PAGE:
In the current ultra-managed, publicist-controlled, sound-byte-driven media atmosphere, you don’t get to hear stars really speaking their minds anymore — at least, not about anything fun, like how they really feel about their fellow stars. But occasionally a little something sneaks through the PR wall, both now and back in Hollywood’s golden age, sometimes as whispers, sometimes as gossip, sometimes long after the fact. And thus, we present another, long-overdue installment of our ongoing series (following authors, filmmakers, and musicians) of really famous people really cutting each other …Read More
Forty years ago this week, Jack Nicholson redefined cool, Faye Dunaway redefined icy, and director Roman Polanski and screenwriter Robert Towne redefined film noir with the masterful detective thriller Chinatown. It isn’t just that the period drama boasts terrific performances, crackerjack cinematography, and all the period bells and whistles; it’s also a mighty good mystery, offering twists and turns that blindside the first-time viewer. And isn’t that what really great mystery movies are all …Read More
Buried among the also-rans within this week’s Blu-ray releases, you’ll find the HD debut of Tequila Sunrise, Robert Towne’s 1988 mystery/love triangle thriller starring Mel Gibson, Michelle Pfeiffer, and Kurt Russell. It’s the kind of movie studios don’t make that much anymore — an entertaining and reasonably intelligent picture for grown-ups, done on a medium budget with the expectation of a medium return. There’s nosurplus of love out there for mainstream American moviemaking in the 1980s — and for good reason. But there are also a handful of films from that much-maligned era that have stood the test of time, and deserve more retroactive attention than they …Read More
Despite an Academy Award-winning role in The Last King of Scotland, Forest Whitaker remains fairly underrated. His filmography is filled with plenty of misses — the terrible Battlefield Earth amongst them — but when he’s spot on, he blows us away. We’re looking at you Ghost Dog, The Crying Game, and Bird. Unfortunately, his latest film, Lee Daniels’ The Butler — loosely based on the real-life story of Eugene Allen, the White House butler who worked for eight presidents — was too heavy-handed for us. We decided to take a breather from Daniels’ “blatant Oscar bait” and look back on some of our favorite fictional butlers in pop culture.
Last week, the great (and tragically absent from the screen) Gene Wilder made a rare public appearance at New York’s 92nd Street Y, discussing his retirement from the movies, his distaste for modern “dirty” movies (an odd comment, coming from the co-star of Blazing Saddles), and what Tim Burton and Johnny Depp had done to his most famous role. “I think it’s an insult,” he said of Burton’s 2005 film Charlie and the Chocolate Factory. “Johnny Depp, I think, is a good actor, but I don’t care for that director. He’s a talented man, but I don’t care for him doing stuff like he did.” Wilder isn’t the only actor or director to speak out against remakes of their work; more on that story, and a few more examples, after the jump.
Welcome to Flavorwire’s streaming movie guide, in which we help you sift through the scores of movies streaming on Netflix, Hulu, and other services to find the best of the recently available, freshly relevant, or soon to expire. This week, there’s good stuff from Steve Martin, Keira Knightley, Robert DeNiro, Edward Norton, Michael Caine, Ben Stiller, William H. Macy, Marlon Brando, Eva Mendes, Dreama Walker, Laura Prepon, Charlton Heston, Carl Reiner, Sam Worthington, and more. Check them out after the jump, and follow the title links to watch them right now.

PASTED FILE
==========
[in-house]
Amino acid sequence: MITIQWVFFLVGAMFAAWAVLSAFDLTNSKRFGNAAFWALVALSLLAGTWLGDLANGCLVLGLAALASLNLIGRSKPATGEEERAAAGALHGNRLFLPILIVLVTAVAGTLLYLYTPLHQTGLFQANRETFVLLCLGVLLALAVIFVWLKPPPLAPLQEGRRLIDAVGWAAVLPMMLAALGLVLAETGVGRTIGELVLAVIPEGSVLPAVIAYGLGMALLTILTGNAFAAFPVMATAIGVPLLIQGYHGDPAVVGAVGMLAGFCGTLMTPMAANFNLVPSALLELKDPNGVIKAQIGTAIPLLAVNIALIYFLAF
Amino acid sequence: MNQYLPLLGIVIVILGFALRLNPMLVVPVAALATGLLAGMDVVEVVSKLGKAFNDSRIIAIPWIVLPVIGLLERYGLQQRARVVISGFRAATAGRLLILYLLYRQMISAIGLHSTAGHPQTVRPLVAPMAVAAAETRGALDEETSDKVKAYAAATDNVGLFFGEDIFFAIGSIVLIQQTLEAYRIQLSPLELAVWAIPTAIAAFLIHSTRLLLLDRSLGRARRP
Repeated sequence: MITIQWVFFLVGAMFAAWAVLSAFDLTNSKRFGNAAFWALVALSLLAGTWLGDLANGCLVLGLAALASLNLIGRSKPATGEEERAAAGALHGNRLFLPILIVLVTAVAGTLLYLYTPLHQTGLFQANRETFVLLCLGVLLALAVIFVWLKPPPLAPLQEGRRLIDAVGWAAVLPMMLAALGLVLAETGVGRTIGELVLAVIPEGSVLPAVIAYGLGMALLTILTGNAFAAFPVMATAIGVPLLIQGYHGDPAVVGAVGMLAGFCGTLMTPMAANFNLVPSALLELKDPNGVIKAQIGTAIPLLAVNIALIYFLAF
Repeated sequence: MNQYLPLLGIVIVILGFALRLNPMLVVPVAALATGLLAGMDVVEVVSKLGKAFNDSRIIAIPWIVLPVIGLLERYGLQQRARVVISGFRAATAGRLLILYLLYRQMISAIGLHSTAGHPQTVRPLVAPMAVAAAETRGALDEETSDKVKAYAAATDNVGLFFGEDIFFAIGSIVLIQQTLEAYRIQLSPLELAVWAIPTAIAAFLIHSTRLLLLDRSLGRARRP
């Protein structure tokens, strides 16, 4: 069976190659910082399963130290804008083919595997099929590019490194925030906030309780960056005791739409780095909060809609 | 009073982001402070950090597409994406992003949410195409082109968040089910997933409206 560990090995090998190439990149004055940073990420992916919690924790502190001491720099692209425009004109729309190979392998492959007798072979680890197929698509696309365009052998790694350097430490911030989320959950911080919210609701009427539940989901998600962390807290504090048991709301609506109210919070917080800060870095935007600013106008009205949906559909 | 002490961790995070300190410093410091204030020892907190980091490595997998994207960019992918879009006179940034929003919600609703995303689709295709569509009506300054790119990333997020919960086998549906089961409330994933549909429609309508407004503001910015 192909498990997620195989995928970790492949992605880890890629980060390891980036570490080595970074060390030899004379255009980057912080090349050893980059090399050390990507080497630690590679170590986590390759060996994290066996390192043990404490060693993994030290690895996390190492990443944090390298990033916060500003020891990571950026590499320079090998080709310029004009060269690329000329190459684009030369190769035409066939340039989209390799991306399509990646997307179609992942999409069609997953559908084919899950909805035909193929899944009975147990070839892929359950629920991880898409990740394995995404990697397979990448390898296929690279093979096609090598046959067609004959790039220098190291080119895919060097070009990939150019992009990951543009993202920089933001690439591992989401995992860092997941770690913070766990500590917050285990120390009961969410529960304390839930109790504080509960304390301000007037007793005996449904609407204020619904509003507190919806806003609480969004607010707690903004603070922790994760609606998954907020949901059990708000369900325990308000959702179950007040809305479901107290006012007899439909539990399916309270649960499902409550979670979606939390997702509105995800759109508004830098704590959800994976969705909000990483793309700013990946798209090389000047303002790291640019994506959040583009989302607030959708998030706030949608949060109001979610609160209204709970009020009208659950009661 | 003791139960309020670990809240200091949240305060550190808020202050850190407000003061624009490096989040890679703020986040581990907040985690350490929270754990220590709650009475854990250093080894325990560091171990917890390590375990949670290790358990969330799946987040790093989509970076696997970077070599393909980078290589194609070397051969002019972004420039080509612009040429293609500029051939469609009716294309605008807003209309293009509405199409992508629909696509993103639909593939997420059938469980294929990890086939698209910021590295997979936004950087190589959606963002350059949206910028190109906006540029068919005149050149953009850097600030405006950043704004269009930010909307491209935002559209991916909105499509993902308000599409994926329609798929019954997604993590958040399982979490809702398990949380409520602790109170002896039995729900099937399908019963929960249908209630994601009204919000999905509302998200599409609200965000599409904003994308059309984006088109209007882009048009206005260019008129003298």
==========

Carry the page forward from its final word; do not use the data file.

Break out the cake, light up the candles, and trot out your best Cockney-accented imitation: the great Michael Caine is 80 years old today. Sir Michael, who first came to international fame clear back in 1966’s Alfie, has always struck us as a particularly down-to-earth chap, blessed with fierce intelligence, a quick wit, and a rather astonishing work ethic — he’s appeared in well over 100 films since his first credited role in 1956’s Hell in Korea, and during his most productive period in the 1980s, he would frequently star in three or four pictures per year. That doesn’t just mean he’s done a lot of movies; it’s means he’s done a lot of interviews. So in celebration of his 80th year on Earth, we rounded up some of our favorite quotes from his many interviews (and from his own writing); enjoy the wit and wisdom of Sir Michael Caine after the jump.
If you needed one more reason to love Jennifer Lawrence (and frankly, between her candid interviews and terrific performances in Winter’s Bone, The Hunger Games, and Silver Linings Playbook, we’ve been sold for a while), get a load of this quote from her new Vanity Fair interview: “Not to sound rude, but [acting] is stupid… Everybody’s like, ‘How can you remain with a level head?’ And I’m like, ‘Why would I ever get cocky? I’m not saving anybody’s life. There are doctors who save lives and firemen who run into burning buildings. I’m making movies. It’s stupid.’” That’s the kind of sound byte that helps cultivate the always sensible “down to earth” image, but there’s more to it than that; Lawrence’s comments fall within the grand tradition of no-nonsense actors not only refusing to romanticize what they do, but often coming right out and disparaging it. After the jump, we’ve assembled quotes from 25 of our favorite actors who, like Lawrence, refused to buy into their own hype.